A piece published online yesterday by The Times. The bottom line? In 2016, when a 14-year-old girl alleged she was sexually abused by her grandfather, then 65, she was deemed (by a jury) to be telling the truth. Three years later, now she’s 17, her admission that she invented the allegations is dismissed by senior judges, and the 68-year-old man continues to serve his 12-year prison sentence.
Meanwhile, Sally Challen has been released on bail pending a retrial, following her killing of her estranged husband with over 20 hammer blows to the head. She will doubtless be found to have suffered “coercive control” and not serve another day in prison for the killing.
We publish only a small proportion of the miscarriages of justice against men, and leniency showed towards women, which are referred to us. But regular visitors to this site cannot be surprised by William Collins’s finding that if men were treated as leniently as women in sentencing terms, five out of six men currently in British prisons wouldn’t be there – UK Prisoners – The Genders Compared. It was the first out of 12 pieces Collins has written to date on crime and punishment, direct links to those pieces (and about 160 others) are in his site’s Index.
The piece in The Times, by Jonathan Ames, Legal Editor:
Senior judges have rejected a 17-year-old girl’s plea to quash her grandfather’s conviction for sexually abusing her, despite her now claiming that she invented the allegations.
The man, who is 68, must continue to serve his 12-year prison sentence even though the girl, who was the main witness in the case against him, has said that she lied at his trial.
The teenager, who cannot be identified, told three appeal judges that she invented the abuse because she craved the attention of other family members, her teachers and classmates. But the court has ruled that her original evidence at the trial in January last year at Snaresbrook crown court in London remained believable.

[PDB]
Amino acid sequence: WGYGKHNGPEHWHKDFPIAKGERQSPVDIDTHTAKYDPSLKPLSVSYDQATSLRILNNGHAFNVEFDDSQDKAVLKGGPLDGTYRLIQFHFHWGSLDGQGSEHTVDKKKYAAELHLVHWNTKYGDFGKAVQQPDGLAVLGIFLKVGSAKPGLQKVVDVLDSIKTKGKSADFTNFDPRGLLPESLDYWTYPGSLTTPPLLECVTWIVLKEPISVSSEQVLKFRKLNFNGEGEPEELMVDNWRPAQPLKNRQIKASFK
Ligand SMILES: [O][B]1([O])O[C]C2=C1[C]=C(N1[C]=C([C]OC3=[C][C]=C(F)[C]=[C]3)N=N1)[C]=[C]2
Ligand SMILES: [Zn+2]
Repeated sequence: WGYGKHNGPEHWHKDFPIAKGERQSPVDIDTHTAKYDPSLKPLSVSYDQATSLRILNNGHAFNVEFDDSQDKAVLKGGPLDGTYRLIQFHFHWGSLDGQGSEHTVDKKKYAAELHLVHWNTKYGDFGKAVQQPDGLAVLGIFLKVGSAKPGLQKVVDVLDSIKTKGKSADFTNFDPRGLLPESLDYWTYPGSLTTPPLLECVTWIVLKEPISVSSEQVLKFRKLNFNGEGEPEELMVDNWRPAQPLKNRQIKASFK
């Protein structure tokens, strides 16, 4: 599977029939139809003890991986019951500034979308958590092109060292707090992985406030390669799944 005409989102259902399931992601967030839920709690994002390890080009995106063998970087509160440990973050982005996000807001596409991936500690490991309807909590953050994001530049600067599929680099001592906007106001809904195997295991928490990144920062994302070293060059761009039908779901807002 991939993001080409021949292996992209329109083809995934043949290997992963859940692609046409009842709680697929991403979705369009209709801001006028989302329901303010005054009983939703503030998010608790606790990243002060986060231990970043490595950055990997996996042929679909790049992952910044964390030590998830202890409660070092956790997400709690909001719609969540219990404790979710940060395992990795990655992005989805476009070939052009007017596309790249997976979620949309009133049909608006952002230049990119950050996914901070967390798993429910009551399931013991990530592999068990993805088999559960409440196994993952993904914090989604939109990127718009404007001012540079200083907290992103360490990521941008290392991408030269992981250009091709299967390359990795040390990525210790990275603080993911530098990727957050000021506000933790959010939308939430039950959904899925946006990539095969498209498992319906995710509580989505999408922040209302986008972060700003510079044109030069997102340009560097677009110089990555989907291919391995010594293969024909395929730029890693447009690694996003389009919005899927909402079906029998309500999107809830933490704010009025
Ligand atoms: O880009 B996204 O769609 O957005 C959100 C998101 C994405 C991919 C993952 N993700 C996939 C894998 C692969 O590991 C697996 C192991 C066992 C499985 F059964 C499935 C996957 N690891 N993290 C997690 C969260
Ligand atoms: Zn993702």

Instead, the judges said in a ruling handed down on Friday, the girl seemed motivated by regret that her grandfather had been imprisoned.
The girl, known as M in the Court of Appeal proceedings, is described in the ruling as having been a “fragile and troubled teenager”. She first made the allegations about her grandfather to a counsellor in the spring of 2016, when she was 14. M told the counsellor that she realised that her grandfather’s behaviour was wrong only after attending sex education classes at school when she was in year eight. The counsellor reported the conversation to the police, who interviewed M the following day.
However, the grandfather, who also cannot be named, was not charged until nearly three months later. He faced charges of abusing the girl on several occasions, when she was three or four, six or seven and eight or nine years old.
The girl’s mother gave evidence at the trial of the grandfather, who was her father-in-law. The jury at Snaresbrook crown court heard the mother deny that she had prompted her daughter to make the allegations because of her own dislike of her father-in-law. M’s counsellor and a police officer who interviewed the girl also gave evidence. The grandfather was convicted in February last year by a majority verdict of 11 to 1.
However, three months after his conviction, an appeal against conviction was lodged at the court on the sole ground that the granddaughter had given false evidence at the trial.
The appeal court was told that M had retracted the allegations in a 16-paragraph statement that had been witnessed by a solicitor. In her statement the teenager said that she was “shocked and horrified to discover that my grandfather was not only convicted but had gone to prison. This was never my intention and was not what was supposed to happen. I was just supposed to get attention and that would be it.”
The teenager went on to say: “I now realise the severity of my actions and sincerely regret them. After my grandfather went to prison, I knew I had to do the right thing and tell the truth.
“I am making this statement because it is the right thing to do and I want to tell the truth. I am truly sorry for what I have done.”
M’s retraction was supported by her mother. But the Court of Appeal, led by Lord Justice Davis, rejected the appeal, saying that it believed the girl’s original evidence remained truthful.
The ruling pointed to arguments from the Crown’s barrister that he “was not in a position positively to show that M had been subject to direct pressure, following sentence, from family members. He was content to say that the pressure at all events came from within, once M knew that the sentence was as long as 12 years: with the inevitable consequential impact on the whole family.”
The judges ruled that the girl’s “retraction is . . . demonstrably unreliable”, adding: “There is no proper basis for rejecting M’s original evidence.”
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